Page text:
Fedora has user writable directories by default in the PATH variable, this can be abused to shadow a legitimate binary like sudo and easily obtain the user password.
The exploit needs that the attacker have write access to the user home, which is already bad if it has gone this far (since the attacker could modify .bashrc). I wonder why Fedora has this kind of insecure default while Debian and Ubuntu doesn’t seem to have it.
$HOME/bin and $HOME/.local/bin don’t exist by default, so attackers have to create them first. If they can create these directories in the user’s home directory, they can perform the attacks mentioned in your post, regardless of Fedora’s default PATH variable.
It appears that some user installed python files using pip end up in $HOME/.local/bin, so I see why these exist in the PATH. Isn’t it better to at least have the user directories at the end of the PATH to avoid shadowing?
Another feature that provides security should the suggested happen is both SELinux and the ability to write to protected areas of the file system.
The installed sudo command is setuid and operates as root. It also has specific selinux attributes as do all the files in the system area of the machine. For an attacker to: 1. create the directory, 2. write the command file there, 3. change ownership of the file, 4. set the proper selinux content, 5. set the setuid bit, 6. then execute it with the proper permissions ; all seems a very complex and difficult to achieve chain of events.
In in any case, the first line of defense is, and always has been, a responsible user with reasonable security habits that avoids actions which would allow malware on the system. Proper browsing habits and avoiding downloading suspicious files is the first line of defense. System security with selinux enabled and proper operating habits with installed software is the next line of defense, as is the firewall which is enabled by default and restrictive to external attack paths.
As was noted above, being able to shadow system commands with user commands is a feature that has been in place since the very beginning.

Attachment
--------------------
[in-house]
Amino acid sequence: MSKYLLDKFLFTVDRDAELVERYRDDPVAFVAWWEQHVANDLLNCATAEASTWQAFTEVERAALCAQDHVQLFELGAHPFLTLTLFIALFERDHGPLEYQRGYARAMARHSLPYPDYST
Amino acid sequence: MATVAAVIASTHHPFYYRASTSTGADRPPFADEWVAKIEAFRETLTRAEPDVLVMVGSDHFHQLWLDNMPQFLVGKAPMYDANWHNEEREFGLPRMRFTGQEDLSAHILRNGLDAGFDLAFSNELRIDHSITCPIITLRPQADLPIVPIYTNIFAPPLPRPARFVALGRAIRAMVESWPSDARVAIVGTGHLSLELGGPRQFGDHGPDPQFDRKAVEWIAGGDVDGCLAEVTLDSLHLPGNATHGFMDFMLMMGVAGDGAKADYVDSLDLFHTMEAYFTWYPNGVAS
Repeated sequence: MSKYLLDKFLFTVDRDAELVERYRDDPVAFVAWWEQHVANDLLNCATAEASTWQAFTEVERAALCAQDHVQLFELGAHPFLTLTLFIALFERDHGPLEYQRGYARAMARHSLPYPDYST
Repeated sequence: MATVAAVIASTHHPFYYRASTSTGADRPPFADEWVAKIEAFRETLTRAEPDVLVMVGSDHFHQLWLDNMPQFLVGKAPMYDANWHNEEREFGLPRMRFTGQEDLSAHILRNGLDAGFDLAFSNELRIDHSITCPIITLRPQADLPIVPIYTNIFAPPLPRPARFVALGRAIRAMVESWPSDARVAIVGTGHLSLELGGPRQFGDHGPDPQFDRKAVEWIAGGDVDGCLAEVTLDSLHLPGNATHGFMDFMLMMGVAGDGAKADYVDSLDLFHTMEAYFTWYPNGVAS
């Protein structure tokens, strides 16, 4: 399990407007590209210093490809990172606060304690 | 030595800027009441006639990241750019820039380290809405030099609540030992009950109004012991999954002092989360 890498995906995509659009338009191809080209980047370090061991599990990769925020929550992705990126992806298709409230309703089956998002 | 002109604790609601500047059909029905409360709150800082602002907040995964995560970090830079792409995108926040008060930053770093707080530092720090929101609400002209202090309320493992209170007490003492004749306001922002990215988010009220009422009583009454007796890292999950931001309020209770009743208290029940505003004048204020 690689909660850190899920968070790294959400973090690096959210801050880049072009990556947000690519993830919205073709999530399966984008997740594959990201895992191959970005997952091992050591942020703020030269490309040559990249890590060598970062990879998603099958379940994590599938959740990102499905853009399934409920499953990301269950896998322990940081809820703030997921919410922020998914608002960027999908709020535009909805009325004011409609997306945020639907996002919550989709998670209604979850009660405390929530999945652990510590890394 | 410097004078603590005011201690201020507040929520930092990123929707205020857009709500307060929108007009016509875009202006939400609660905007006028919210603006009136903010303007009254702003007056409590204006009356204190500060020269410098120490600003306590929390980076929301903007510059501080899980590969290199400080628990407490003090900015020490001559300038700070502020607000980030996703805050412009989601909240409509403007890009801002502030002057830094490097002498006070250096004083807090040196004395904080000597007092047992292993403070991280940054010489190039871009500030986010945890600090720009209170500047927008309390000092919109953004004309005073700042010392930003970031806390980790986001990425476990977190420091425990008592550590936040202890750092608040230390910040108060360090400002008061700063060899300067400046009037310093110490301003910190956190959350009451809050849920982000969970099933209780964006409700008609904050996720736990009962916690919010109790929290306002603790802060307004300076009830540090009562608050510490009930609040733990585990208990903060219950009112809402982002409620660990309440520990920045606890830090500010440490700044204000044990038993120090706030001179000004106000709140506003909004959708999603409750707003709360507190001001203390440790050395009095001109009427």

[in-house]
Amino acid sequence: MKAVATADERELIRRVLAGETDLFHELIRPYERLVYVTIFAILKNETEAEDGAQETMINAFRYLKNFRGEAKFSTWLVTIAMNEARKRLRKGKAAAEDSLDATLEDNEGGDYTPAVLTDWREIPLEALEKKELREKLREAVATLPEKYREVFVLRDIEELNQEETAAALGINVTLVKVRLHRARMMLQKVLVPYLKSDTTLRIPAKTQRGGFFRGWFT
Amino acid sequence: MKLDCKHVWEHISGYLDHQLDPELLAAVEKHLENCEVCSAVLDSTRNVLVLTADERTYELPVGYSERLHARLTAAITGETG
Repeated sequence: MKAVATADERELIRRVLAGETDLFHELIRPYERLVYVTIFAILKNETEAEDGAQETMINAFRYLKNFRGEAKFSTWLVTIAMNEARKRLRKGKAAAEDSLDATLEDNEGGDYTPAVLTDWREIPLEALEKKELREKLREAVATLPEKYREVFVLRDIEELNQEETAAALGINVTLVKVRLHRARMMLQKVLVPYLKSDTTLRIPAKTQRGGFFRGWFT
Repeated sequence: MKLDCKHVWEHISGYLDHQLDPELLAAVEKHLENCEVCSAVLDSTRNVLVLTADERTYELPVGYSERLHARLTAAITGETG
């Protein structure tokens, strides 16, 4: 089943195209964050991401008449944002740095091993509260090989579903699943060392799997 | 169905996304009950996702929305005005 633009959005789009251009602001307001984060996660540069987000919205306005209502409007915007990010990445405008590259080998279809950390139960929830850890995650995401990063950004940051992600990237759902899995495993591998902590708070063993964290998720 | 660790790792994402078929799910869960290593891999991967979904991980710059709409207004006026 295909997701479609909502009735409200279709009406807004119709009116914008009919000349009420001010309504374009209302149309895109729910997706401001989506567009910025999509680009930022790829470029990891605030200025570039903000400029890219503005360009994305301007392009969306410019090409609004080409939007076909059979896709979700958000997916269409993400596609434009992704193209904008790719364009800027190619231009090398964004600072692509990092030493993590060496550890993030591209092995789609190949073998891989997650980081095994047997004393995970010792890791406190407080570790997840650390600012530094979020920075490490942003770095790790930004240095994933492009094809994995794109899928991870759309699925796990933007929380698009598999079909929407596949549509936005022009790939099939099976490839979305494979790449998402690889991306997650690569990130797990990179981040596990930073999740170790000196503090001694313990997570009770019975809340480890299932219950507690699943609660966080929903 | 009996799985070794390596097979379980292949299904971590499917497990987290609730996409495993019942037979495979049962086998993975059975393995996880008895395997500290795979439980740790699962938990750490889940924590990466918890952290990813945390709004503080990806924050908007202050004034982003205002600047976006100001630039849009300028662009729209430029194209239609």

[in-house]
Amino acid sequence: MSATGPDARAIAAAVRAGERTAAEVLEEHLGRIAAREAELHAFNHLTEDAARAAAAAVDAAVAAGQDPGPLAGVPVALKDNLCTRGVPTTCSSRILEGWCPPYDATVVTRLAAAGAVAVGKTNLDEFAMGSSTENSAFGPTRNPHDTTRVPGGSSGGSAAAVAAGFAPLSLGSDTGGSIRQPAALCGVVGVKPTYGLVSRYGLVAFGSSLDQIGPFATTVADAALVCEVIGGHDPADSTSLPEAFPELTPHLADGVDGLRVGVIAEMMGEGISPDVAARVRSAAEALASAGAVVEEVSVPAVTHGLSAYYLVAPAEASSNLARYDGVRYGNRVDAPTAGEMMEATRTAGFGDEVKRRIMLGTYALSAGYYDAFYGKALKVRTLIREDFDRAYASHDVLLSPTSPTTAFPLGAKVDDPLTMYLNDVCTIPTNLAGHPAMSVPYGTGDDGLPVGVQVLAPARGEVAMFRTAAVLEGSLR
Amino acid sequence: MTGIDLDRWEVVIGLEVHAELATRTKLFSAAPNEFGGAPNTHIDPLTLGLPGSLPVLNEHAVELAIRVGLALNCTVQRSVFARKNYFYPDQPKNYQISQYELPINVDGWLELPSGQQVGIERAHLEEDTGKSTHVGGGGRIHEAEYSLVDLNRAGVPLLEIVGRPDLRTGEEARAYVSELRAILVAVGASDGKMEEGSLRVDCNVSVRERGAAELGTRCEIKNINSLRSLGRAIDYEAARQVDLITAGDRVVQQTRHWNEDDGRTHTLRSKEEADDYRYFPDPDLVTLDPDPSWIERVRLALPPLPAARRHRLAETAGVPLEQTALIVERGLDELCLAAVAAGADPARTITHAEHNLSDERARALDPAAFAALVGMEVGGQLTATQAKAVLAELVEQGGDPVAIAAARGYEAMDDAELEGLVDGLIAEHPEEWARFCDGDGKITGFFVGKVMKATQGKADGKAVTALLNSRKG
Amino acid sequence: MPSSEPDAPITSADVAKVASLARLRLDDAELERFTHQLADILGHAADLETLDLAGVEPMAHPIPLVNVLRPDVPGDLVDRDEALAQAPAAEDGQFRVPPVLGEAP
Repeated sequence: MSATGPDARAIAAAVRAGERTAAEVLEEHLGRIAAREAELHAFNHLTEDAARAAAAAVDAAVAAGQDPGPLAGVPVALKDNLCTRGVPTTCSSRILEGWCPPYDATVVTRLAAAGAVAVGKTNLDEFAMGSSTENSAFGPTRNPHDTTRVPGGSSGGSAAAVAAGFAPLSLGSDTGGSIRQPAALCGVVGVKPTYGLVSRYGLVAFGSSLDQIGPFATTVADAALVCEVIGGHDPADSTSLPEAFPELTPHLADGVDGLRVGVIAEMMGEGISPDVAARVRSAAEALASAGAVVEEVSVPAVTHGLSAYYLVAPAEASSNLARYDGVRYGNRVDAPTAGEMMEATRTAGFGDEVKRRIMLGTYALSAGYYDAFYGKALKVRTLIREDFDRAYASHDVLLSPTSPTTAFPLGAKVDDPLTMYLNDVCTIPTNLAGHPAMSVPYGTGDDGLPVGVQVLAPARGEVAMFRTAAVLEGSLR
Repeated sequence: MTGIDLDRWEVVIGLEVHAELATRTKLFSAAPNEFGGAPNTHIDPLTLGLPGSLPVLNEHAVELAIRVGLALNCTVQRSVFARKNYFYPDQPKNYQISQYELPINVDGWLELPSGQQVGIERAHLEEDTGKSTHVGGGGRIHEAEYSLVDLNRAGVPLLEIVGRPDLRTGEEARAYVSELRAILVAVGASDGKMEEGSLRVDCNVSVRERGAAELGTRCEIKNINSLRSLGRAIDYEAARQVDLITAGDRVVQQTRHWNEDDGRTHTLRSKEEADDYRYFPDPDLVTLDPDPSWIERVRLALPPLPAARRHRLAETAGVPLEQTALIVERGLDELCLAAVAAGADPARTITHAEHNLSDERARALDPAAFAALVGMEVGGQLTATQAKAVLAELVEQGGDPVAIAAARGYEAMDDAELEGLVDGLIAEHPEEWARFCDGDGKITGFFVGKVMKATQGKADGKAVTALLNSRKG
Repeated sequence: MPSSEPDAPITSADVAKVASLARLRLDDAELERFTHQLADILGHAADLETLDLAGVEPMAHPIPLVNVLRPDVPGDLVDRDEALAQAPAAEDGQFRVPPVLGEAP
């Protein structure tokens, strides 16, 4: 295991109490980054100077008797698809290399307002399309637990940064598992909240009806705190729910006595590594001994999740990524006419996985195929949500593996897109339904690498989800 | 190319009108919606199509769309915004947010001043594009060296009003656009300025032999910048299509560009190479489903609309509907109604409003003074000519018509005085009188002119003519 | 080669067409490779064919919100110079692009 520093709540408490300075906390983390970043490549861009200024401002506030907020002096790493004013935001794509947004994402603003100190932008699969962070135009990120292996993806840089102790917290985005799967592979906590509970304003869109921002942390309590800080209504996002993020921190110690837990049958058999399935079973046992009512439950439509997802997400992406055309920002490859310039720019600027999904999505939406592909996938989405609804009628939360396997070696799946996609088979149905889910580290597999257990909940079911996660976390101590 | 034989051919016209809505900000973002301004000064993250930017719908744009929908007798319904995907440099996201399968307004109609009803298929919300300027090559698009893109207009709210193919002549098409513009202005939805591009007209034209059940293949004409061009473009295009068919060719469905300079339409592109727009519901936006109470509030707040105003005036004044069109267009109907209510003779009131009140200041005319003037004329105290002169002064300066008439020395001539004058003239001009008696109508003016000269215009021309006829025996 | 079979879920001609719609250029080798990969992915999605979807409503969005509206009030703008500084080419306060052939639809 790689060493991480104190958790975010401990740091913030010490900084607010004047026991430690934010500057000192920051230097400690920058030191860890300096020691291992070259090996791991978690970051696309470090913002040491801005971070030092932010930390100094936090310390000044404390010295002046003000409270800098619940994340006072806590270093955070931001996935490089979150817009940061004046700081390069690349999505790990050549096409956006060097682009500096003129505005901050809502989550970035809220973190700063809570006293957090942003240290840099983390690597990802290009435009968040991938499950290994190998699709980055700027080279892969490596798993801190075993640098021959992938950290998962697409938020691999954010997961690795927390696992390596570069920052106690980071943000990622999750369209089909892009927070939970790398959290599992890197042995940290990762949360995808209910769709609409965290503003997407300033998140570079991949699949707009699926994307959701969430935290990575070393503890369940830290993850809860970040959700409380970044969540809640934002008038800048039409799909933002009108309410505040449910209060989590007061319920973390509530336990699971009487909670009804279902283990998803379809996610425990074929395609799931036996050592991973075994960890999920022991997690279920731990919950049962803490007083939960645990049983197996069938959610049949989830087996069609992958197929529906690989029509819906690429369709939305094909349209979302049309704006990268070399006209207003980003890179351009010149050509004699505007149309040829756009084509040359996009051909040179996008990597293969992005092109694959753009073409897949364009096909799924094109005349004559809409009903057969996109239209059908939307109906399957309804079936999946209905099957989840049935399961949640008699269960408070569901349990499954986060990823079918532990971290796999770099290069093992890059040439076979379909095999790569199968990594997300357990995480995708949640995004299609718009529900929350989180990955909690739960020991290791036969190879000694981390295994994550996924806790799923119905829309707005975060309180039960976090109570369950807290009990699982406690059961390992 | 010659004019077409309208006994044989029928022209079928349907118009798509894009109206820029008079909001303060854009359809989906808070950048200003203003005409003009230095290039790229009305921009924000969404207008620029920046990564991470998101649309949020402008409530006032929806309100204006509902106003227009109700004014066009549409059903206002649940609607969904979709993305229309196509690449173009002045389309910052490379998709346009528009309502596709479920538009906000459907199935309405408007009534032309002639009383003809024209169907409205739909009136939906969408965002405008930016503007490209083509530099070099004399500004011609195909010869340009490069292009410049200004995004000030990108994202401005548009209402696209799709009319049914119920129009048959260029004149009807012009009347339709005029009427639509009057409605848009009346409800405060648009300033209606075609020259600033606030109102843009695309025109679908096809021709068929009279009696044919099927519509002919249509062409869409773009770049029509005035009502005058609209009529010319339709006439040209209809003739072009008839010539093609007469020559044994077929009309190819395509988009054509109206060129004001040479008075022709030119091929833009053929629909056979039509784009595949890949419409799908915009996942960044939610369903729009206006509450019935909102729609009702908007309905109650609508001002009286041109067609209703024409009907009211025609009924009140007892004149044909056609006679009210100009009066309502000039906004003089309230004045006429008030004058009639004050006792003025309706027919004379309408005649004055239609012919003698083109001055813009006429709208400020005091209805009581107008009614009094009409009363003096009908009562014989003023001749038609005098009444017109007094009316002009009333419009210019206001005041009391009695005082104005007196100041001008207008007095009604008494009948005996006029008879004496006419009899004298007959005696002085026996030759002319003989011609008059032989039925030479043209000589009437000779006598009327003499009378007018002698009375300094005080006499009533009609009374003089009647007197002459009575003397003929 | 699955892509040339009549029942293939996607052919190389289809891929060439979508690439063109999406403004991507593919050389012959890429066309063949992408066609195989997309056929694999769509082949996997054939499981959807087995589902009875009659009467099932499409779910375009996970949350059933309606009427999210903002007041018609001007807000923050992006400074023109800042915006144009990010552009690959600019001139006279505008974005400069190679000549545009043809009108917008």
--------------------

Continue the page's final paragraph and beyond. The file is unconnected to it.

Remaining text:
If the noted attack vector were a major security breach the millions of users of linux would already be screaming for it to be fixed – and they are not. @td211 , this seems an unwarranted concern since system security has always had the user as the first line of defense, and the $PATH has been the same (or very nearly so) for many many years.
This is why I asked here. I know Fedora takes security seriously (and so does most other distros) so I wanted to know how bad is having this on someone’s system.
Some of these are unnecessary. I created a simple bash script that echoes something, called it sudo, set it as executable and put it in my ‘$HOME/.local/bin’. Launched an interactive shell and the realsudo was not executed.
That is the shadowing of system commands that has been noted as a feature. For it to do any harm it would need to have the proper permissions and access to the system.
Admittedly it could launch a key logger or other malware, but the user would certainly know if ANY command did not perform as expected and should then investigate. Once again, that falls back to the firs line of defense – the user needs to be alert and understand what is expected with any command they use as well as avoiding the download of malware.
Any malware that may be downloaded would only have the users permissions and access by default.
Many suggest that a user should have at least 2 accounts on their home system. One would have sudo access and only be used when performing admin tasks. The second would be the username used for daily use and would not have sudo access. By following this process any malware that may inadvertently be downloaded would still not have a means of gaining root access.
At this point the system is already heavily compromised considering that point 3. and 5. requires super-user privileges, and probably point 4. as well. Also, the rouge program must be a compiled binary for the setuid bit to have any effect.